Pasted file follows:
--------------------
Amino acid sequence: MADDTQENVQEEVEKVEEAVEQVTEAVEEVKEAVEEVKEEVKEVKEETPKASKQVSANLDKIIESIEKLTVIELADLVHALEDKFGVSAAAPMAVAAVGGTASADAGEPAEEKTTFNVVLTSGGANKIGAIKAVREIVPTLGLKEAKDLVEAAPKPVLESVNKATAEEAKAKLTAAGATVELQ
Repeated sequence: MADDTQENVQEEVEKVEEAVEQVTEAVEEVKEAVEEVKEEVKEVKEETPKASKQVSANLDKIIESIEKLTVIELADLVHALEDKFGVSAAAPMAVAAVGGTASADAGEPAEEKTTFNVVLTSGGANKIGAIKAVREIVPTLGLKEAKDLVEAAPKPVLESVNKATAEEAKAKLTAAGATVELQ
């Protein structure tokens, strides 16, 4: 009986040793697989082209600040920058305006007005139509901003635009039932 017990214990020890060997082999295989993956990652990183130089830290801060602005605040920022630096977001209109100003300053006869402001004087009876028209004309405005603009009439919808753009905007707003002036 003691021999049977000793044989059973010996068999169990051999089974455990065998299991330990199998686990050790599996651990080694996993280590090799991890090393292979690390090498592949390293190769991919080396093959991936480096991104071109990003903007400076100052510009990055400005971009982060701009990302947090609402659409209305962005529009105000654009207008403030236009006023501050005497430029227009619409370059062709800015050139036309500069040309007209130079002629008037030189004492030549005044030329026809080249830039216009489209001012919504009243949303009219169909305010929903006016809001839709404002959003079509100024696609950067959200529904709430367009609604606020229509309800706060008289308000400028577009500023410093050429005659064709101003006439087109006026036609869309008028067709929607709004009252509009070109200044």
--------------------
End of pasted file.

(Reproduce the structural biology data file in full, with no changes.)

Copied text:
Amino acid sequence: MADDTQENVQEEVEKVEEAVEQVTEAVEEVKEAVEEVKEEVKEVKEETPKASKQVSANLDKIIESIEKLTVIELADLVHALEDKFGVSAAAPMAVAAVGGTASADAGEPAEEKTTFNVVLTSGGANKIGAIKAVREIVPTLGLKEAKDLVEAAPKPVLESVNKATAEEAKAKLTAAGATVELQ
Repeated sequence: MADDTQENVQEEVEKVEEAVEQVTEAVEEVKEAVEEVKEEVKEVKEETPKASKQVSANLDKIIESIEKLTVIELADLVHALEDKFGVSAAAPMAVAAVGGTASADAGEPAEEKTTFNVVLTSGGANKIGAIKAVREIVPTLGLKEAKDLVEAAPKPVLESVNKATAEEAKAKLTAAGATVELQ
């Protein structure tokens, strides 16, 4: 009986040793697989082209600040920058305006007005139509901003635009039932 017990214990020890060997082999295989993956990652990183130089830290801060602005605040920022630096977001209109100003300053006869402001004087009876028209004309405005603009009439919808753009905007707003002036 003691021999049977000793044989059973010996068999169990051999089974455990065998299991330990199998686990050790599996651990080694996993280590090799991890090393292979690390090498592949390293190769991919080396093959991936480096991104071109990003903007400076100052510009990055400005971009982060701009990302947090609402659409209305962005529009105000654009207008403030236009006023501050005497430029227009619409370059062709800015050139036309500069040309007209130079002629008037030189004492030549005044030329026809080249830039216009489209001012919504009243949303009219169909305010929903006016809001839709404002959003079509100024696609950067959200529904709430367009609604606020229509309800706060008289308000400028577009500023410093050429005659064709101003006439087109006026036609869309008028067709929607709004009252509009070109200044």